Published in the Tuscon Sentinel

USCIS Adjustment of Status of "Arriving Aliens" with an Unexecuted Final Order of Removal

This Practice Advisory explains why USCIS has jurisdiction over adjustment applications of an arriving alien parolee with an unexecuted final order of removal. It also outlines the arguments why such a parolee remains eligible for adjustment notwithstanding an unexecuted final order of removal. This Practice Advisory supplements an earlier practice advisory addressing the adjustment of paroled “arriving aliens” under the interim regulations adopted on May 12, 2006.

Published On: Thursday, November 6, 2008 | Download File

Appreciating America's Heritage: 2008 Edition

The American Immigration Law Foundation (AILF) is pleased to present the 2008 edition of "Appreciating America's Heritage" Teacher Resource Guide. First and foremost, this latest edition continues to keep the needs of classroom teachers in mind by providing new and innovative lesson plans, which can be implemented in any classroom, and book reviews for literature based lessons and research support. All materials included in these pages have been created by fellow educators who either serve as members of our Curriculum Advisory Board, have presented at an AILF symposium or have been awarded AILF classroom grants.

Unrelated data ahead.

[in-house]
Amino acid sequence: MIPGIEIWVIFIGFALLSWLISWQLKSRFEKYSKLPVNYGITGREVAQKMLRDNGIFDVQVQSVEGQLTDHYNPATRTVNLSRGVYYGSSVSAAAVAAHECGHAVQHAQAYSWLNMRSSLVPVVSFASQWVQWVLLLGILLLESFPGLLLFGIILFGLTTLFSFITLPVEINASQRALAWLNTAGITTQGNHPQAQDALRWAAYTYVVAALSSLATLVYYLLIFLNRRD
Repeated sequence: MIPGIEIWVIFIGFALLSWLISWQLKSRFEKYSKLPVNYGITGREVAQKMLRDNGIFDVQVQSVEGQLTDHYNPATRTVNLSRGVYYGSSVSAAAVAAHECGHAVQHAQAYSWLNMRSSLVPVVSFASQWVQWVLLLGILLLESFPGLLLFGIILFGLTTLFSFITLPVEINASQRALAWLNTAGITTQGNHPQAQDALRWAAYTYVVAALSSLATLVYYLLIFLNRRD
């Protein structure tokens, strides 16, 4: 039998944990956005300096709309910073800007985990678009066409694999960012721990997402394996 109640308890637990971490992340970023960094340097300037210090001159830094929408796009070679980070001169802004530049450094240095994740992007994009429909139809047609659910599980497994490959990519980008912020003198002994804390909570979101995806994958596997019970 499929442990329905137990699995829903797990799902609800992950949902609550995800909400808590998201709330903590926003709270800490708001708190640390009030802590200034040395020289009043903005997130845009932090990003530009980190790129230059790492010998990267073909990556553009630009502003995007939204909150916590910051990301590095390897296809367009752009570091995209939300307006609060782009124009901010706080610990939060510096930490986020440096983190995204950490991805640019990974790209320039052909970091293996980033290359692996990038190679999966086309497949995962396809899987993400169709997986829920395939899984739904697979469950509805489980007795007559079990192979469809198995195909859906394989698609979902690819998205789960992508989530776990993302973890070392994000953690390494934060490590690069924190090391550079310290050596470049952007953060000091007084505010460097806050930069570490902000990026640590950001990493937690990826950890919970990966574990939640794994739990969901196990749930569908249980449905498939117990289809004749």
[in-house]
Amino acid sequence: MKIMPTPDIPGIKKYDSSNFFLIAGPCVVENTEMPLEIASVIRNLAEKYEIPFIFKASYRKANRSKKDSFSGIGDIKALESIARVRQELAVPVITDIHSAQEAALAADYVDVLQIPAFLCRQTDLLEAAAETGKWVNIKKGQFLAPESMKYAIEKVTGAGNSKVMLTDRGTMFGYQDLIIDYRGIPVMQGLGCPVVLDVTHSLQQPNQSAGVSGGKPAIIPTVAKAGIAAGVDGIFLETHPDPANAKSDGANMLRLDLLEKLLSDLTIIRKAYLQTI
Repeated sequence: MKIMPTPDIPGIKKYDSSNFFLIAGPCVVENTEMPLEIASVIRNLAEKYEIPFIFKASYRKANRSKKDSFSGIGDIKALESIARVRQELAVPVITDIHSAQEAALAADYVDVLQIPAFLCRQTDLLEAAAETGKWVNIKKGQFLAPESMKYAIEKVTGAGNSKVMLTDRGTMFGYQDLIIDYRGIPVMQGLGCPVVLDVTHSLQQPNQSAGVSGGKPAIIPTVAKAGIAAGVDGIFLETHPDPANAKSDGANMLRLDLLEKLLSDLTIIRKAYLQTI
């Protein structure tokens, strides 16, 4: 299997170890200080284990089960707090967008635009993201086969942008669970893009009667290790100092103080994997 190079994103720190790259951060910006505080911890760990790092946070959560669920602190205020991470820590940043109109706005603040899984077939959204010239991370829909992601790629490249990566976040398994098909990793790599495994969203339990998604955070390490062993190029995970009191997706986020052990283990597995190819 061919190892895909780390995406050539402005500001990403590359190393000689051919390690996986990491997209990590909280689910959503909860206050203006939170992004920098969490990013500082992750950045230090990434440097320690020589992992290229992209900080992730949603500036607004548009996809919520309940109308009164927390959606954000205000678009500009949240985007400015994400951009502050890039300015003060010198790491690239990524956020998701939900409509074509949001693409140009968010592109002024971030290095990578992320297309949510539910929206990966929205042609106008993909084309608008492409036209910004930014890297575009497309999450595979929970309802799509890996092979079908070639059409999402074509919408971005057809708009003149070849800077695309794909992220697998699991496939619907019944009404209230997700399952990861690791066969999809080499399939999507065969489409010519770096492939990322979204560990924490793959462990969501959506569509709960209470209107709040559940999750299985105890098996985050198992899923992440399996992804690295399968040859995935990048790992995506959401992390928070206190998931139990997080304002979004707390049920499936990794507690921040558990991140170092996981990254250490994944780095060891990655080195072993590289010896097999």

View the 2008 "Appreciating America's Heritage" Teacher Resource Guide

Authorities Say Immigration Law Won’t Change How They Do Business

Published on Wed, Jul 28, 2010

Now, unless a federal judge decides otherwise, law enforcement officers will be required starting Thursday to check the status of anyone they have “reasonable suspicion” to be in the United States illegally.

In a report released this month by the Immigration Policy Center in Washington, D.C., an Arizona attorney voiced concerns about how the law could be interpreted and carried out throughout the state.

Published in the East Valley Tribune